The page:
THE threat of a world-destroying nuclear war pictured 10 years ago by Jonathan Schell in "The Fate of the Earth" is today unlikely. The cold war is over and the Bush administration adroitly handled negotiations on the dismantling of Soviet missiles.
But the incoming Clinton administration can hardly assume the nuclear problem is solved. The possibility of black-market and backdoor sales of uranium and nuclear technology - mainly from the disintegrating ex-Soviet Army - poses grave dangers. There is no evidence the elite corps of Russian officers overseeing nuclear stockpiles in Kazakhstan, the Ukraine, and Belarus has let down its guard. But the overall pattern of breakdown in Russia is disturbing. Organized crime is on the rise in the former East b loc, and some Russian officers have engaged in black-market sales of weapons and technology to keep their units intact.
Last month a German policeman found uranium first described as weapons grade in the trunk of a car left along the German autobahn. Several arrests have been made in Europe of groups smuggling uranium from the East bloc. No weapons-grade uranium has been found yet. But the increasing number of incidents is worrisome. Also, there are reports that Russian officials recently sold the Chinese centrifugal technology for upgrading uranium - reports Beijing did not deny. The Chinese may sell this technology to t hird-world nations.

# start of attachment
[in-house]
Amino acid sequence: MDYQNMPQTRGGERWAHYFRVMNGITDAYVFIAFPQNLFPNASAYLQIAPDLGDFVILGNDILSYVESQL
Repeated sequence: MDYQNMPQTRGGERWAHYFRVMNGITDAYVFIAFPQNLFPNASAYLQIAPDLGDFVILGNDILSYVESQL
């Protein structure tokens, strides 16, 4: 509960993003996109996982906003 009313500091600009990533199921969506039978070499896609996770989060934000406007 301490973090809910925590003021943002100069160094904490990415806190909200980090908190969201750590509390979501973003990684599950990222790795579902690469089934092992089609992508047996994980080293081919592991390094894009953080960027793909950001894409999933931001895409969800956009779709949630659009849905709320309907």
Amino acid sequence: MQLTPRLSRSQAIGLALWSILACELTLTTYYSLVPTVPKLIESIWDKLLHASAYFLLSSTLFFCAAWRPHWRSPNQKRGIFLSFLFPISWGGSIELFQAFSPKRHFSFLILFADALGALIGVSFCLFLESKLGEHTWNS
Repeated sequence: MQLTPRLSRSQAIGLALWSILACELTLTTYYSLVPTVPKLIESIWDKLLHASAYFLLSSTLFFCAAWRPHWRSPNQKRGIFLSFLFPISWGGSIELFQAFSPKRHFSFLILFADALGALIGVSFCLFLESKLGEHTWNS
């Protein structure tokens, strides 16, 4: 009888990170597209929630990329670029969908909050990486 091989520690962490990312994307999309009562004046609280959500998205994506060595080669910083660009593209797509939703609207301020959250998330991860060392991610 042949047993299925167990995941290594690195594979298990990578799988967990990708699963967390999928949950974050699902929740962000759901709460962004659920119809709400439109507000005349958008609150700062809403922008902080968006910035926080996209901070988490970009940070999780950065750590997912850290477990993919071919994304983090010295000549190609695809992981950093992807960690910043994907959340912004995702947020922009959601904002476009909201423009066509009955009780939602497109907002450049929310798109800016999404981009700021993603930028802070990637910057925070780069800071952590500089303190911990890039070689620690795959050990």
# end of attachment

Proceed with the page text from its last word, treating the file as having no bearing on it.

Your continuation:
The Clinton administration must move to address this lurking post-cold-war danger. It must push in three areas: accelerate dismantling of former Soviet weapons; place fissionable materials under international observation; end production of fissionable materials. As Russia convulses, the West must find out what materials are where.
Tyrants like Serb leader Slobodan Milosevic or Iraq's Saddam Hussein must not acquire nuclear weapons. It is also time to oppose new thinking in many European countries - among them Sweden, Denmark, and Germany - that it is right and natural, a function of self-determination, to develop nuclear weapons, especially if they are already proliferating. A world laden with new national nukes invites thinking the unthinkable.